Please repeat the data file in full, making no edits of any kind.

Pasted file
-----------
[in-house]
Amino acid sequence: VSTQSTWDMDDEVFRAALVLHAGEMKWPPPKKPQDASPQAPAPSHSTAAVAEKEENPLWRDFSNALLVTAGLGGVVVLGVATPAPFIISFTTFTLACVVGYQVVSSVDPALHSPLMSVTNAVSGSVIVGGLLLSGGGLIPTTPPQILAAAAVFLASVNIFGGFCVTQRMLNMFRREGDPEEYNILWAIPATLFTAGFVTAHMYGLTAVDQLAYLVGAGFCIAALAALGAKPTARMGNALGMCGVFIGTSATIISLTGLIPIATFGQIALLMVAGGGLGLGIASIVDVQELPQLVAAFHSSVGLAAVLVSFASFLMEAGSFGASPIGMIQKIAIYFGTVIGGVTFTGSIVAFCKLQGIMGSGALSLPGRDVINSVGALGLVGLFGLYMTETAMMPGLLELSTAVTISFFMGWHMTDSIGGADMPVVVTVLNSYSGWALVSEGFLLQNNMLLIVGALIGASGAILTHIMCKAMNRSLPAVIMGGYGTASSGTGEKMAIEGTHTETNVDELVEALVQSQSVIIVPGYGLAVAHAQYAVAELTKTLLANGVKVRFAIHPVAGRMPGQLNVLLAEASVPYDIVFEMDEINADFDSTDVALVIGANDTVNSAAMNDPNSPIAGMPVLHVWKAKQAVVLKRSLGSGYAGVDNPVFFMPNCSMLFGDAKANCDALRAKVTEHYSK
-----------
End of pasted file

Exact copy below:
[in-house]
Amino acid sequence: VSTQSTWDMDDEVFRAALVLHAGEMKWPPPKKPQDASPQAPAPSHSTAAVAEKEENPLWRDFSNALLVTAGLGGVVVLGVATPAPFIISFTTFTLACVVGYQVVSSVDPALHSPLMSVTNAVSGSVIVGGLLLSGGGLIPTTPPQILAAAAVFLASVNIFGGFCVTQRMLNMFRREGDPEEYNILWAIPATLFTAGFVTAHMYGLTAVDQLAYLVGAGFCIAALAALGAKPTARMGNALGMCGVFIGTSATIISLTGLIPIATFGQIALLMVAGGGLGLGIASIVDVQELPQLVAAFHSSVGLAAVLVSFASFLMEAGSFGASPIGMIQKIAIYFGTVIGGVTFTGSIVAFCKLQGIMGSGALSLPGRDVINSVGALGLVGLFGLYMTETAMMPGLLELSTAVTISFFMGWHMTDSIGGADMPVVVTVLNSYSGWALVSEGFLLQNNMLLIVGALIGASGAILTHIMCKAMNRSLPAVIMGGYGTASSGTGEKMAIEGTHTETNVDELVEALVQSQSVIIVPGYGLAVAHAQYAVAELTKTLLANGVKVRFAIHPVAGRMPGQLNVLLAEASVPYDIVFEMDEINADFDSTDVALVIGANDTVNSAAMNDPNSPIAGMPVLHVWKAKQAVVLKRSLGSGYAGVDNPVFFMPNCSMLFGDAKANCDALRAKVTEHYSK